“Mizo” refers to the people native to the area and “ram” means “land”, thus making Mizoram the “land of the Mizos”. The state has the highest concentration of tribal people among all of India, whose way of life has always centered and relied on land cultivation.
In the historic colonial capital of Guatemala, Indigenous vendors claim space to sell their materials and goods.
The Chixoy River Basin was home to Achi Mayan villages and ancestral sites until the 1982 massacres, which led to the building of the Chixoy Hydroelectric Dam.
Mateo was one of the few survivors of the 1982 massacre, and in attempt to bring light to the injustices of the Chixoy dam, he relives that day by welcoming others to the area in order to share his story.
Since 2012 La Puya has been home to a 24/7 encampment, where people have been living full-time at the entrance of the U.S. owned Tambor mine in peaceful resistance to the mining project, in attempt to protect their land and water.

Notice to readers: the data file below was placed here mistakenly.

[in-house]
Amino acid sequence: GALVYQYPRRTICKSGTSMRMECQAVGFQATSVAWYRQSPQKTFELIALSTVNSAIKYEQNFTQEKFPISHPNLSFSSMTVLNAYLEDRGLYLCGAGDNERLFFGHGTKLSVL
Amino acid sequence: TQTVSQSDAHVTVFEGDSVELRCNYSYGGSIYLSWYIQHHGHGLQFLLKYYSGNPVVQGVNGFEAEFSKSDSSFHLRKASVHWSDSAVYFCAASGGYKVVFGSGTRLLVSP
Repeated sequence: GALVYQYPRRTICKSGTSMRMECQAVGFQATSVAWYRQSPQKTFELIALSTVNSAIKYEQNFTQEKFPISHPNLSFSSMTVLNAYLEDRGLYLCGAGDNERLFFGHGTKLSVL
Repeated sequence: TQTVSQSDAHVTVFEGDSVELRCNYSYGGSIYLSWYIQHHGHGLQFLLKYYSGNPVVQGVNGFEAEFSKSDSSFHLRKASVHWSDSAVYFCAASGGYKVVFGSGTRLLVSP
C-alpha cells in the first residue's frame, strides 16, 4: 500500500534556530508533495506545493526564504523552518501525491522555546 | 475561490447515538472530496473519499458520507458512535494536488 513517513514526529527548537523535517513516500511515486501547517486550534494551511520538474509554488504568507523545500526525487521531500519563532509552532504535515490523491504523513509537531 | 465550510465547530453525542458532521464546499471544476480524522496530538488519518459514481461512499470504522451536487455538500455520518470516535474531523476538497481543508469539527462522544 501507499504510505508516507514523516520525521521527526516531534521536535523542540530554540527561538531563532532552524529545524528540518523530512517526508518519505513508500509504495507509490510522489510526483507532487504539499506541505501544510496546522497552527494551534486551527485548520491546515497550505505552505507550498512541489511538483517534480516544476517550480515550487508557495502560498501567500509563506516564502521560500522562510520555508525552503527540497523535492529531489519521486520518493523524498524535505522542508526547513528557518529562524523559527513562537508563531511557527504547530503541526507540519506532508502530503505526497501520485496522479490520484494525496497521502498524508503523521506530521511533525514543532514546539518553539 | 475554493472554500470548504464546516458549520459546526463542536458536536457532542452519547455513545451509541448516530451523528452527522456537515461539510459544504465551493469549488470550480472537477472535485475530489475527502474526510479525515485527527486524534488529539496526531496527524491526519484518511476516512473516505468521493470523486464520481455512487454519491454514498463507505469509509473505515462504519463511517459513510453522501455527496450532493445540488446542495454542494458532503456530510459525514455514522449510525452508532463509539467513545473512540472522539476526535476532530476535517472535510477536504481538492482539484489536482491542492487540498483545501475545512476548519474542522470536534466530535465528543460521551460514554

Santa Maria Tzeja was burned to the ground by the military in a series of attacks against Mayan communities, yet the original inhabitants returned to the territory years after and rebuilt their village.
In the exact spot where military previously attacked, village members conduct a traditional Mayan cleansing ceremony.